The Constitution Bench of the SC will examine legal matters relating to the divide within the Shiv Sena

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On Wednesday, a five-judge Supreme Court Constitution Bench will address the legal concerns raised by the split in the Shiv Sena and take up Maharashtra Chief Minister Eknath Shinde’s request to allow the Election Commission of India (ECI) to determine which faction of the party is the “genuine” one.

After a number of concerns were referred to the Constitution Bench by a lesser bench on August 23, this will be the Constitution Bench’s first hearing of the case. Tuesday, the Shinde camp requested an expedited hearing before Chief Justice of India Uday Umesh Lalit. It also stated that due to the court’s interim stay order, the ECI was unable to investigate Shinde’s request to have his organisation recognised as the “genuine” Shiv Sena and awarded the bow and arrow insignia.

Justices Dhananjaya Y. Chandrachud, MR Shah, Krishna Murari, Hima Kohli, and PS Narasimha make up the Constitution Bench.

The terms of the disqualification process and the authority of the governor and speaker in their respective sectors are among the “serious issues” that the case “raises,” according to a three-judge bench in the reference ruling on August 23.

It questioned if the 2016 ruling in the Nebam Rabia (Arunachal Pradesh disqualification case) by another five-judge court, which held that the speaker cannot start disqualification procedures when his own removal is sought, was correct.

The three-judge bench’s judgement from August 23 posed a number of questions, one of which was whether the speaker’s notice of dismissal prevents him from pursuing the disqualification process under the Tenth Schedule (anti-defection statute) of the Constitution.

Other concerns were whether a court might invalidate a legislator and if a writ petition for a ruling on a disqualification procedure could be maintained before a high court or the Supreme Court.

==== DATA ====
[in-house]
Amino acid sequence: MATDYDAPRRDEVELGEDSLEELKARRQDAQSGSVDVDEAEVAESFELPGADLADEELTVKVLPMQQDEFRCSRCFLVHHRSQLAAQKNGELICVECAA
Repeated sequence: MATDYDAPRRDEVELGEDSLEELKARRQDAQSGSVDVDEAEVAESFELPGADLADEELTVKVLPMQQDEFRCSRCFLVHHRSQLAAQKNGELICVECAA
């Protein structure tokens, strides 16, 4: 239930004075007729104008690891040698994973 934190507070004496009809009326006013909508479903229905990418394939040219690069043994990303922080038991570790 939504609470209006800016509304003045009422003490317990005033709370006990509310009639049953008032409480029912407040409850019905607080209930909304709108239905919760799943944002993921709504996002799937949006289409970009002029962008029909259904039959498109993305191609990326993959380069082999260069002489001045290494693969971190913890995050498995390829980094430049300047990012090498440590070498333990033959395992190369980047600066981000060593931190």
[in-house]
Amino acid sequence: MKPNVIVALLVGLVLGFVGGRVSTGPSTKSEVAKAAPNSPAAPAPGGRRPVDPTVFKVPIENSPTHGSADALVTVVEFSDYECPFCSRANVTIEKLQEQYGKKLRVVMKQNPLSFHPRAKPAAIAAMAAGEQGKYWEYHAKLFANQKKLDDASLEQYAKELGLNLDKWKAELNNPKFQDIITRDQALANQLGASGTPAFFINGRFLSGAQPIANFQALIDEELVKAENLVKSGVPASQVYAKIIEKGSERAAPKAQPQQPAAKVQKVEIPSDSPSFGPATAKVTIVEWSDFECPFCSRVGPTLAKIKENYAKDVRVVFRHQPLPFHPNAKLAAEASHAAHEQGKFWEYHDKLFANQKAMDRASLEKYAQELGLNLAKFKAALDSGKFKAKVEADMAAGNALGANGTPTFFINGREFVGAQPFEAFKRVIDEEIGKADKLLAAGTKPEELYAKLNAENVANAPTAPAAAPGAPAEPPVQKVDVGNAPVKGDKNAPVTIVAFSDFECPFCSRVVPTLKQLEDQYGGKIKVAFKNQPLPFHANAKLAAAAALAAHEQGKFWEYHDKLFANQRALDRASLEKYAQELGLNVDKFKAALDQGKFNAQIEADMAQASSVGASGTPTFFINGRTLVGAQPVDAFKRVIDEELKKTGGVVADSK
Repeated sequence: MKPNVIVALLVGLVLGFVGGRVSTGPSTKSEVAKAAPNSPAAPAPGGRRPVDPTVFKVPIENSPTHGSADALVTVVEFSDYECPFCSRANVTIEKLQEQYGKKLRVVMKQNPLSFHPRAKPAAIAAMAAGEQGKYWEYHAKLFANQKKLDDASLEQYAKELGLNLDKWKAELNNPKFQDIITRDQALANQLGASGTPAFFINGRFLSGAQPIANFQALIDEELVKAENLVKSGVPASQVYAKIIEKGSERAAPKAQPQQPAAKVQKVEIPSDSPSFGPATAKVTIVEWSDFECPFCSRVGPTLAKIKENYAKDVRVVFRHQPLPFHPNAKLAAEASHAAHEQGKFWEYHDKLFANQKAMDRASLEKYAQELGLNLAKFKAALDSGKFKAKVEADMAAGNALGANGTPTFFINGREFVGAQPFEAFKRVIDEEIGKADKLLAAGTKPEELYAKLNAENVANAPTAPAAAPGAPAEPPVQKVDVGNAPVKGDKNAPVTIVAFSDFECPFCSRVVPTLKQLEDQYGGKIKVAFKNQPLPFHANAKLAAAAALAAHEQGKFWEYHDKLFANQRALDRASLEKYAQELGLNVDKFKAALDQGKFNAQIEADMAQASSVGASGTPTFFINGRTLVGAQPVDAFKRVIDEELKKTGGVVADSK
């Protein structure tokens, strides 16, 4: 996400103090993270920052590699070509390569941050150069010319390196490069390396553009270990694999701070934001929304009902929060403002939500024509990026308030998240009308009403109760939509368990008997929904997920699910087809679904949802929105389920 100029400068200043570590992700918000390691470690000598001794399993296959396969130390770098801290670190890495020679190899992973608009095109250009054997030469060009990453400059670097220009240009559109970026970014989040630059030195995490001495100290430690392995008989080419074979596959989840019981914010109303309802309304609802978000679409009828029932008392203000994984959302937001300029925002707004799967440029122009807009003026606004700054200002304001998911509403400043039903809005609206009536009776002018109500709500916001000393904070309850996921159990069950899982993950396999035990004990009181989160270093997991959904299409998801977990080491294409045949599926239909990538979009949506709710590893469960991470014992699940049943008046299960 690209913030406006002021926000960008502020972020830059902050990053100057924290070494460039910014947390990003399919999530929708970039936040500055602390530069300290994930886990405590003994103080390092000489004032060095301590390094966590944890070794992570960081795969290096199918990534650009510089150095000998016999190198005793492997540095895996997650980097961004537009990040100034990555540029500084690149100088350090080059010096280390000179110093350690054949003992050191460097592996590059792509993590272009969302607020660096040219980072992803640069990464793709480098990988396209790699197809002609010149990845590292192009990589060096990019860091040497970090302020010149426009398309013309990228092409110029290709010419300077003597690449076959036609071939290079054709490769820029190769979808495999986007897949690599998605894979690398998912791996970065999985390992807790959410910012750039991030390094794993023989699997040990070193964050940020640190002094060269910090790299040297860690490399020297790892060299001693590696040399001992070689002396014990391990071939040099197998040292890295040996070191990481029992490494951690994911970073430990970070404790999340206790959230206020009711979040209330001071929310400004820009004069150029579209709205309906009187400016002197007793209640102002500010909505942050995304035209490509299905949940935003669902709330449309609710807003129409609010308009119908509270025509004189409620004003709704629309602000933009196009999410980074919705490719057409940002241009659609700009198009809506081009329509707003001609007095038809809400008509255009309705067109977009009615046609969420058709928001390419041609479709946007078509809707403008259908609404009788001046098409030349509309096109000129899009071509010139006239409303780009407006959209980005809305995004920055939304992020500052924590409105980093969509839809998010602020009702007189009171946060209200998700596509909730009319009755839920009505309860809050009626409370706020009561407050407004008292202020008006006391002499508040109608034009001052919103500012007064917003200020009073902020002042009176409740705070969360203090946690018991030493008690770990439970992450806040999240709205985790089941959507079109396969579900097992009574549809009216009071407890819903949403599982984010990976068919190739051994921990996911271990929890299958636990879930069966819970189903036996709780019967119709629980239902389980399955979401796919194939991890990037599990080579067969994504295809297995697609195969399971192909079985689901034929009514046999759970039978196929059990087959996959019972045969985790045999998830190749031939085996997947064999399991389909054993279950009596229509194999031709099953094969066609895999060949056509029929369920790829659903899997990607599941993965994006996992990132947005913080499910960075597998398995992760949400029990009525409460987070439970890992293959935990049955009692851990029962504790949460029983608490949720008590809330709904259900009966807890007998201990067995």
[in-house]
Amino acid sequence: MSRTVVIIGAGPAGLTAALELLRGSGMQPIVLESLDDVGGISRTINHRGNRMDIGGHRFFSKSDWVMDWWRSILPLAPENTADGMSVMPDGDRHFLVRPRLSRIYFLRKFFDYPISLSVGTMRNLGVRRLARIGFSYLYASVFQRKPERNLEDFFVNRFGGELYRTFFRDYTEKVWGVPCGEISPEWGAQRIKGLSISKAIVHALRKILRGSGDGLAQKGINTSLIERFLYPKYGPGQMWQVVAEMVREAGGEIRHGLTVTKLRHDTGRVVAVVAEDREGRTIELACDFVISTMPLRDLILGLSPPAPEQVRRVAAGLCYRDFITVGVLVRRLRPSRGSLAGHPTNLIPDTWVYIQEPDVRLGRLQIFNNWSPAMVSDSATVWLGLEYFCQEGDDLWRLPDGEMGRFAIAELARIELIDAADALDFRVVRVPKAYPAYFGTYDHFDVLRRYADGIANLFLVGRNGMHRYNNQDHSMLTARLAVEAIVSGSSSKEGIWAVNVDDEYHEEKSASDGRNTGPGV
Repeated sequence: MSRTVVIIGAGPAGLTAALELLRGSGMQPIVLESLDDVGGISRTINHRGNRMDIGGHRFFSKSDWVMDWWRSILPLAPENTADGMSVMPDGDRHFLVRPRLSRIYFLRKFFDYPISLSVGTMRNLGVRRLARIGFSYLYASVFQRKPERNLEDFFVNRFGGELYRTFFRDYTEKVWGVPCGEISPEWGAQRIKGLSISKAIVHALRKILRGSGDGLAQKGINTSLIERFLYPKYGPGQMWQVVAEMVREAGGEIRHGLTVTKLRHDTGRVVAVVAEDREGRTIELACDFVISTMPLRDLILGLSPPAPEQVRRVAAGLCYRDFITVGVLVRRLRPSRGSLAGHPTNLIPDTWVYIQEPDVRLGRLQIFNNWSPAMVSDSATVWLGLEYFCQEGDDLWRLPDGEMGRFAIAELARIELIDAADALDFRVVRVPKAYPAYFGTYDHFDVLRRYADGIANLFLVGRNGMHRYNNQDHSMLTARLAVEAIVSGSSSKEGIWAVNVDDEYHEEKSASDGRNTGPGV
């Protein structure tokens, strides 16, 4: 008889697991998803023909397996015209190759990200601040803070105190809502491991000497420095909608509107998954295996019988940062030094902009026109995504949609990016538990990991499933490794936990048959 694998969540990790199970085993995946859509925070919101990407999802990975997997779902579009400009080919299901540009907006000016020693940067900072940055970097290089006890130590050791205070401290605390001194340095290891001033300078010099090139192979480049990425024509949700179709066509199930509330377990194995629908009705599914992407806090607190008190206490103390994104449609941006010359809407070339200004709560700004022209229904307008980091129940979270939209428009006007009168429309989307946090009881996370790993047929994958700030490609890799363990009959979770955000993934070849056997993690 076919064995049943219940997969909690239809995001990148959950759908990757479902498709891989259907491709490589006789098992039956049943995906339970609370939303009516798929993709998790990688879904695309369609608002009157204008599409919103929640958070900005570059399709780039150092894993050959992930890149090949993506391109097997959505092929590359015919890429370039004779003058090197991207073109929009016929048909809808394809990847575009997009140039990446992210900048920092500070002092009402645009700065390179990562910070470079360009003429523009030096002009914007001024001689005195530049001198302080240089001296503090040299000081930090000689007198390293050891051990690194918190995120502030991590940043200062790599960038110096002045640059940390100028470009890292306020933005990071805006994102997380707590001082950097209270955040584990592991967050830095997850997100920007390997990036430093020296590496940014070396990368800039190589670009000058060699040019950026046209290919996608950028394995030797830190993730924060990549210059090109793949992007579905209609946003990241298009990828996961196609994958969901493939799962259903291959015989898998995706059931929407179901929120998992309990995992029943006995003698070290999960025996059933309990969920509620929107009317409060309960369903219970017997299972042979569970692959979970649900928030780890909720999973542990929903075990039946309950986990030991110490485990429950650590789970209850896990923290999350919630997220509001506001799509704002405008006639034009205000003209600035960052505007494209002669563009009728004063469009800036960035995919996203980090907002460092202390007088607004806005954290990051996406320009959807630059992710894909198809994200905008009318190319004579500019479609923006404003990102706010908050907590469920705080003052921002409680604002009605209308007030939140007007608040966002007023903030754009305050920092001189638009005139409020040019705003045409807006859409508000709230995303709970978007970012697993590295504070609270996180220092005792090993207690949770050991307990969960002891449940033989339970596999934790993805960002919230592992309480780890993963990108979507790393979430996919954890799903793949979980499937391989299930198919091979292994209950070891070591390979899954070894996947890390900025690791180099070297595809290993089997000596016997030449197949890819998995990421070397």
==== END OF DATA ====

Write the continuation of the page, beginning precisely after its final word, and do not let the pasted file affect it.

The smaller bench also asked the larger bench to rule on the propriety of the actions and decisions made in the House both before and after the members were found ineligible for office.

The court raised a legal question about whether the governor’s right to ask someone to join the government is subject to judicial review. The question of the speaker’s authority to choose the whip and Leader of the House of the parliamentary party was also raised.

The impact of eliminating Paragraph 3 of the Tenth Schedule, which eliminated a party split as a defence against member disqualification, as well as the extent of the ECI’s powers with regard to finding a party split, were also brought before the five-judge bench. The smaller bench questioned whether judicial review was available for intra-party disputes.

Uddhav Thackeray was compelled to step down as chief minister on June 29 as a result of the Shinde camp’s uprising. With the help of the Bharatiya Janata Party, Shinde assumed the position of chief minister and won a majority on the House floor.

With the backing of the majority of the party’s lawmakers, the Shinde faction has proclaimed itself to be the “genuine” Shiv Sena. The Maharashtra speaker is prohibited by court order from dismissing lawmakers from either the Shinde or the Uddhav group.